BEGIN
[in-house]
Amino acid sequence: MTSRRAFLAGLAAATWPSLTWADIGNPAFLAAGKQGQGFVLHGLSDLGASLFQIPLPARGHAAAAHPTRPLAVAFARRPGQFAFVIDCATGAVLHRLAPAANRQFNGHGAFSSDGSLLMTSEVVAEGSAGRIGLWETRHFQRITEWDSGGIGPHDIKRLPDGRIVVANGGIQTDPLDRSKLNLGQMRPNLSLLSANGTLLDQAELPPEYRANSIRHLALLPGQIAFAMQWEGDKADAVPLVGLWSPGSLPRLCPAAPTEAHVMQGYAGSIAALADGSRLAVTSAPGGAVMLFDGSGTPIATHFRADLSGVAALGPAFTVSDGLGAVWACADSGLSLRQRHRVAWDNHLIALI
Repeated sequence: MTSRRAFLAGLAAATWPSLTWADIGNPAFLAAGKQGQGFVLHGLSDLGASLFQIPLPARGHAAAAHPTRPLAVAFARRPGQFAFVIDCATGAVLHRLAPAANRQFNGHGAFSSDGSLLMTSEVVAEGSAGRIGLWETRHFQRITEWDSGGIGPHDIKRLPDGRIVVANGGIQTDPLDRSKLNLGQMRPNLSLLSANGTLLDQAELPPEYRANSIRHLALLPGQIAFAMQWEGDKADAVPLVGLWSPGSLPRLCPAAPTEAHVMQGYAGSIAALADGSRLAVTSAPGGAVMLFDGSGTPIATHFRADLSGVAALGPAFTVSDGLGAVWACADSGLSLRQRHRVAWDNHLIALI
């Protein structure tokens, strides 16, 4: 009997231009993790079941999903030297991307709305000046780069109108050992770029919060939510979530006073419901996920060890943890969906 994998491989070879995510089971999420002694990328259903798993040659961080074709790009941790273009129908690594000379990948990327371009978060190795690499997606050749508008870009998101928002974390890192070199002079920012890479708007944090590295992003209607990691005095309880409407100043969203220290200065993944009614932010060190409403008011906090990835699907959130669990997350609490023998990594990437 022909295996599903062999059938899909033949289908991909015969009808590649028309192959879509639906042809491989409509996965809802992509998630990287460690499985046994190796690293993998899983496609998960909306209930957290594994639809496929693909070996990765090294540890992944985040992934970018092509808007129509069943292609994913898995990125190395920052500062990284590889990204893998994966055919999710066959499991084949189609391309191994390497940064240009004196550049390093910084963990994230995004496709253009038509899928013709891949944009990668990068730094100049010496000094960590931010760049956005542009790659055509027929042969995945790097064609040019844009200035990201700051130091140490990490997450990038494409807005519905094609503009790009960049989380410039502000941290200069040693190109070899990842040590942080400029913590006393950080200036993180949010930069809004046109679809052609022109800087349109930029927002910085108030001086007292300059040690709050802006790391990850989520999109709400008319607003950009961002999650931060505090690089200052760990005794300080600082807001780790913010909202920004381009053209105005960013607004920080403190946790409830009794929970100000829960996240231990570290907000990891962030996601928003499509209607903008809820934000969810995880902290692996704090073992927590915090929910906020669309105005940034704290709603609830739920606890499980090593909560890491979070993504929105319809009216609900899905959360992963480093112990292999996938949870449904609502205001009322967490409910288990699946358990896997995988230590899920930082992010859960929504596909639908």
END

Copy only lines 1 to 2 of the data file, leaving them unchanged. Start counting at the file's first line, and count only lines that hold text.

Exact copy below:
[in-house]
Amino acid sequence: MTSRRAFLAGLAAATWPSLTWADIGNPAFLAAGKQGQGFVLHGLSDLGASLFQIPLPARGHAAAAHPTRPLAVAFARRPGQFAFVIDCATGAVLHRLAPAANRQFNGHGAFSSDGSLLMTSEVVAEGSAGRIGLWETRHFQRITEWDSGGIGPHDIKRLPDGRIVVANGGIQTDPLDRSKLNLGQMRPNLSLLSANGTLLDQAELPPEYRANSIRHLALLPGQIAFAMQWEGDKADAVPLVGLWSPGSLPRLCPAAPTEAHVMQGYAGSIAALADGSRLAVTSAPGGAVMLFDGSGTPIATHFRADLSGVAALGPAFTVSDGLGAVWACADSGLSLRQRHRVAWDNHLIALI